IBM artificial intelligence can predict with 95% accuracy which workers are about to quit their jobs

Key Points
  • IBM artificial intelligence can predict which employees will leave a job with 95 percent accuracy.
  • IBM CEO Ginni Rometty says methods used in the traditional human resources model are failing American workers and need assistance from machine learning.
  • AI, which has replaced 30 percent of IBM's HR staff, can help employees identify new skills training, education, job promotions and raises.
Ginni Rometty on the future of work
Ginni Rometty on the future of work

IBM receives more than 8,000 resumes a day, making it No. 1 on job-search site Glassdoor for Gen Z applicants, said IBM CEO Ginni Rometty at CNBC's @ Work Talent + HR Summit on Tuesday in New York City.

But that's not the only way the technology giant, which employs roughly 350,000 workers, knows who in the workforce is currently searching for a new position. IBM artificial intelligence technology is now 95 percent accurate in predicting workers who are planning to leave their jobs, said Rometty.

During Rometty's seven-year tenure as CEO, IBM has been improving its AI work devoted to the retention of its employees.

"The best time to get to an employee is before they go," she said.

IBM HR has a patent for its "predictive attrition program" which was developed with Watson to predict employee flight risk and prescribe actions for managers to engage employees. Rometty would not explain "the secret sauce" that allowed the AI to work so effectively in identifying workers about to jump (officially, IBM said the predictions are now in the 95 percent accuracy "range"). Rometty would only say that its success comes through analyzing many data points.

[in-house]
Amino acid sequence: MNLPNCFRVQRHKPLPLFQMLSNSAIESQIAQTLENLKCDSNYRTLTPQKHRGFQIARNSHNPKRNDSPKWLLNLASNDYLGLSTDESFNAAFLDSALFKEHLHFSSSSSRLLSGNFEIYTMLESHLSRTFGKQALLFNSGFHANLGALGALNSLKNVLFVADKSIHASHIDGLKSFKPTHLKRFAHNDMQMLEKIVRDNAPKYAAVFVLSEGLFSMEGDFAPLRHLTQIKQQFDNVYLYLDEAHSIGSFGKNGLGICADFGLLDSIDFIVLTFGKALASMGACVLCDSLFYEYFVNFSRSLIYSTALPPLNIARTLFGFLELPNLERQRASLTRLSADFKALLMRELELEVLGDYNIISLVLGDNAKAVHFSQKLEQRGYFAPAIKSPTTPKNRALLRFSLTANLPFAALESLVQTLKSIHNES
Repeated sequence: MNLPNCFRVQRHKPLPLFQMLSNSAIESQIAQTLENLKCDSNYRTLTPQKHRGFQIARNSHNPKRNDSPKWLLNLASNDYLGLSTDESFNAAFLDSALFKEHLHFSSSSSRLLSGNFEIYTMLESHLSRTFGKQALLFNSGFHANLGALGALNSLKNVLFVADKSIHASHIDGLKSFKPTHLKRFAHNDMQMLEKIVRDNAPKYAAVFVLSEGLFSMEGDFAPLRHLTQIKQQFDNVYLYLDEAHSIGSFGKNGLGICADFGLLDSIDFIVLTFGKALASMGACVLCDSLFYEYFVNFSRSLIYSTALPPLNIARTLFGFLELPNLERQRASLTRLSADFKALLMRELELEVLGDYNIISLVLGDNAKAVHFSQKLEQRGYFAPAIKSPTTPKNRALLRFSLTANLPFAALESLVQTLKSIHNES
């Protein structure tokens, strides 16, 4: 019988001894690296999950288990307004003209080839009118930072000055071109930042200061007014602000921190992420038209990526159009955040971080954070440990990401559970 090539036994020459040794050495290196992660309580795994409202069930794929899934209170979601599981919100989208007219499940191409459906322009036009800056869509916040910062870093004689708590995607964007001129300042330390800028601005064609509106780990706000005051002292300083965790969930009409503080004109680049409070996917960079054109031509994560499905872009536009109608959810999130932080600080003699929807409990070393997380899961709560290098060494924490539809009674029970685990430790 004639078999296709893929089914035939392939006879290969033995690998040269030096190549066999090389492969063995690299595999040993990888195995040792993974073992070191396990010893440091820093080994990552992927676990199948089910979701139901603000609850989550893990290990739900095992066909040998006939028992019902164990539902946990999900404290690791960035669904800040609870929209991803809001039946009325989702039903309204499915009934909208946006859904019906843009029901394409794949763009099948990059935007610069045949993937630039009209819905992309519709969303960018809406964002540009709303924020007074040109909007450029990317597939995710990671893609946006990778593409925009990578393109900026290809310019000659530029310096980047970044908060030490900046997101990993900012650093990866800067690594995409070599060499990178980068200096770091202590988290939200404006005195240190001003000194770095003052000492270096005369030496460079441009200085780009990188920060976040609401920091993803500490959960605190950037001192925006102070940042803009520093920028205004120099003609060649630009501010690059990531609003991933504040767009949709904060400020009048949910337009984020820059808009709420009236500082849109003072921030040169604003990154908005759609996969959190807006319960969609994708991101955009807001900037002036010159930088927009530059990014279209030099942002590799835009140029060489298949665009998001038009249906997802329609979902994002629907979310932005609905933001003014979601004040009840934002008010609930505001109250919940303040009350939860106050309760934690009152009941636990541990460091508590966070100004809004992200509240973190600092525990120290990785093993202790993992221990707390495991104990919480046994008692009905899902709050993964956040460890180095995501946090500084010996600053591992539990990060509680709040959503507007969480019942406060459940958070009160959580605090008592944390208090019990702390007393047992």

"It took time to convince company management it was accurate," Rometty said, but the AI has so far saved IBM nearly $300 million in retention costs, she claimed.

The AI retention tool is part of a suite of IBM products that are designed to upend the traditional approach to human resources management. Rometty described the classic human resources model as needing an overhaul, and said it is one of the professions where humans need AI to improve the work.

Rometty said that since IBM implemented technology more widely including cloud services and other modernization, the tech giant has reduced the size of its global human resources department by 30 percent. But she added that the remaining positions are higher pay and able to perform higher-value work.

"You have to put AI through everything you do," she said.

A clearer career path is needed for many

Among the tasks that HR departments and corporate managers have not always proved effective at, and where AI will play a bigger role in the future, is keeping employees on a clear career path and identifying their skills.

Rometty said being transparent with individual employees about their career path is an issue in which many companies still fail. And it is going to become more critical. "I expect AI will change 100 percent of jobs in the next five to 10 years," the IBM CEO said.

Being transparent with employees means being honest about the skills that are needed, especially when the workers don't possess them. IBM managers talk to employees about market skills that are scarce or abundant.

"If you have a skill that is not needed for the future and is abundant in the market and does not fit a strategy my company needs, you are not in a good square to stay inside of," Rometty said. "I really believe in being transparent about where skills are."

By better understanding data patterns and adjacent skills, IBM AI can zero in on an individual's strengths. In turn, this can enable a manager to direct an employee to future opportunities they may not have seen using traditional methods. "We found manager surveys were not accurate," Rometty said, referring to formal skills assessments. "Managers are subjective in ratings. We can infer and be more accurate from data."